Twelve years passed and Egle now had three sons and a daughter. One day, Egle's eldest son asked,
"Mother, where are your parents? Why do we never visit them?"
Suddenly Egle remembered her parents, brothers and sisters and her heart was filled with longing.
She went to her husband and told him how she wished to visit her family. The Serpent was disturbed to hear her request, but since he loved his wife so dearly, he could not refuse her. He granted her permission to leave, but only if she agreed to complete three tasks.
He showed Egle a spinning wheel and a ball of silk and told her that she could depart once she had spun all the thread from the silken ball.
Egle spun day and night, but the ball of silk never grew any smaller. Finally, she went to the wise woman and asked for her aid. The wise old crone instructed Egle to throw the ball into a fire or else the thread would never end.
Egle did as she was told and as the ball of thread burned, out jumped a toad which had been producing the silk thread all along.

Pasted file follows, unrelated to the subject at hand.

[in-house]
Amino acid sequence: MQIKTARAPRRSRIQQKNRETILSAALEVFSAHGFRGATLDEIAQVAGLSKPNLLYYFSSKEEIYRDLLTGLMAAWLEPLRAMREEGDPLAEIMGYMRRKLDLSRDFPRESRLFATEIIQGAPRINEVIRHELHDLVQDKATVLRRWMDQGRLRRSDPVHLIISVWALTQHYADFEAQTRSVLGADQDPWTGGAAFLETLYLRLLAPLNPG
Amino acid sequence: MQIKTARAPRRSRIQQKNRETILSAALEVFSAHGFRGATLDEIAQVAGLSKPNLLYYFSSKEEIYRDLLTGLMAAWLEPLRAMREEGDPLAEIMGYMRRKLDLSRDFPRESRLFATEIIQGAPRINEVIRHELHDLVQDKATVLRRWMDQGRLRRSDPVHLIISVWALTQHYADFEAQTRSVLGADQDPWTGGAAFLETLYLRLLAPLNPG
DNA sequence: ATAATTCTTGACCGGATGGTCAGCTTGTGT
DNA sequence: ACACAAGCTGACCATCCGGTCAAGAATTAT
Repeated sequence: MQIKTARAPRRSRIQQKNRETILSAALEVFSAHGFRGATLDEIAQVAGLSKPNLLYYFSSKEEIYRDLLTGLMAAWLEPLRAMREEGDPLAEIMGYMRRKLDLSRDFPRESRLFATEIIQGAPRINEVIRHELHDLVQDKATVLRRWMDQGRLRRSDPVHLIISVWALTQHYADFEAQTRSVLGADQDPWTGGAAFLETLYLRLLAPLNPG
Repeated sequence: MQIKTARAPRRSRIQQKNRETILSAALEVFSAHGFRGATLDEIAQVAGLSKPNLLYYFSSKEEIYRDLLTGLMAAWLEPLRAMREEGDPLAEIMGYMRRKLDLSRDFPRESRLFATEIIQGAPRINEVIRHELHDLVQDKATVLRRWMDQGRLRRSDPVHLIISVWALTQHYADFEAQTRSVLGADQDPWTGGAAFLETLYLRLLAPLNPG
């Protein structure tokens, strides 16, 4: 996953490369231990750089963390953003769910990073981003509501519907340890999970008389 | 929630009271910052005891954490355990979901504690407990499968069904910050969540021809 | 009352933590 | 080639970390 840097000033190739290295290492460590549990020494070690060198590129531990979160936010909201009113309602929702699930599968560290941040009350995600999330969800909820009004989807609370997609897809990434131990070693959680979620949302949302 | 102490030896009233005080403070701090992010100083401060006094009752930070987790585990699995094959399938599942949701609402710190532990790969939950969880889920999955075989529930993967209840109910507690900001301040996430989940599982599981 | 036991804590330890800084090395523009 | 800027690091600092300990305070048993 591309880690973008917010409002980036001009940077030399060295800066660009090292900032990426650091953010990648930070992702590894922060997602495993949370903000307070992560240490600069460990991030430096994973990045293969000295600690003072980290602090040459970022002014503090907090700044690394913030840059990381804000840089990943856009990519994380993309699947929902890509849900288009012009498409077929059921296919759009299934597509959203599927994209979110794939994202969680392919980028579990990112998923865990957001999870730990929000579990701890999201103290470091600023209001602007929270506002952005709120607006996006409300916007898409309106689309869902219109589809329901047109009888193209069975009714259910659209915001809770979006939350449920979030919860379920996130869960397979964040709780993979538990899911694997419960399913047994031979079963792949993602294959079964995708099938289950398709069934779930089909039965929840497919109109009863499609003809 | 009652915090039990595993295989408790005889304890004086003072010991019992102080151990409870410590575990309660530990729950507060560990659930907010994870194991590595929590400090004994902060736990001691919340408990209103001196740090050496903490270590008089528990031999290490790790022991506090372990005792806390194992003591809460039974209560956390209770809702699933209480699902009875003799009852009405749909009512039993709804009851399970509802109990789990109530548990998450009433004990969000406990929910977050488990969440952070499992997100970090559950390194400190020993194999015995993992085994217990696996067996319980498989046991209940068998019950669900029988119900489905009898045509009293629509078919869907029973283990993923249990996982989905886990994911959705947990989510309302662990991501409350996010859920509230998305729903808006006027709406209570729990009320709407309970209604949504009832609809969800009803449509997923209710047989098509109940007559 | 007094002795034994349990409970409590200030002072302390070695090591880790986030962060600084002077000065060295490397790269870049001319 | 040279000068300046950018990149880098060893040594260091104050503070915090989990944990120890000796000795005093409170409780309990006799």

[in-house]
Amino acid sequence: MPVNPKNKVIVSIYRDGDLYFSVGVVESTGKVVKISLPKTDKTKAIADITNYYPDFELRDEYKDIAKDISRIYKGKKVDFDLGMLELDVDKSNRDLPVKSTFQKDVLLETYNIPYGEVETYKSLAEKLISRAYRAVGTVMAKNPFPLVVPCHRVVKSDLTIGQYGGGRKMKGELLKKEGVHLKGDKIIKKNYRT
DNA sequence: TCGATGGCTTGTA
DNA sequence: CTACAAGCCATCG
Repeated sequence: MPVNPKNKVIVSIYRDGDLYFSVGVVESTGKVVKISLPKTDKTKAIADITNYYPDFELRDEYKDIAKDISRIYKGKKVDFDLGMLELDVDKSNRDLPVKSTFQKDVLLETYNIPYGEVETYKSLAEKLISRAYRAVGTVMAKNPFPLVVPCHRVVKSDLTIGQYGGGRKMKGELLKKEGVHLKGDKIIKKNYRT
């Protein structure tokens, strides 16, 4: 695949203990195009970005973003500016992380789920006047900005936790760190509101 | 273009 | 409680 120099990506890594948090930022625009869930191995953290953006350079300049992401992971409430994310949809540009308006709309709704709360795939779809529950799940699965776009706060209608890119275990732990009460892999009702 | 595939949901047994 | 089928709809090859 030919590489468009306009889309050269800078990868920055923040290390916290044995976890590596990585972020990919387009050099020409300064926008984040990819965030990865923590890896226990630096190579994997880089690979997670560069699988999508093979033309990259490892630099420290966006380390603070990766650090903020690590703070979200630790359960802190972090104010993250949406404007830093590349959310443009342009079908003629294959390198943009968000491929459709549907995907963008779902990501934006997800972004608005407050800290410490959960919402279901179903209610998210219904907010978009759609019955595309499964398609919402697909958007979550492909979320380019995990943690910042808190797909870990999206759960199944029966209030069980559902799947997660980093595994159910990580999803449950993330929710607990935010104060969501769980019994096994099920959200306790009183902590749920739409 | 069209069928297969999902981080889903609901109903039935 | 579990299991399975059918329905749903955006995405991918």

Thus she finished her spinning, and once again approached her husband.
This time, the Serpent gave her shoes of iron and told her that she could leave once the shoes had been worn out. Egle put on the iron clogs and walked for many days and nights in an effort to wear out the shoes but, to no avail.
So, again she went to the old crone for advice. The wise woman told her to take the shoes to the blacksmith, who would weaken them with his great hammer and anvil.
This was done and within a few days, Egle wore out the shoes of iron.
Then a third time, she went to her husband. The Serpent King told her that she must bake a cake for her relatives, for how could she visit them with empty hands? Egle agreed.
But, the Serpent had secretly ordered that all the cooking vessels be smashed and destroyed in order to make this task impossible. Egle couldn't even carry water from the well. hence, she sought help from the crone.
The old woman showed her how to repair the pots with clay and complete this final task And so it was that Egle finally brought her baking to the Serpent King and asked his permission to leave.
Much saddened, the Serpent took Egle to the shore with their children and turning to them said. "After nine days you will return alone and call out over the waves to me,--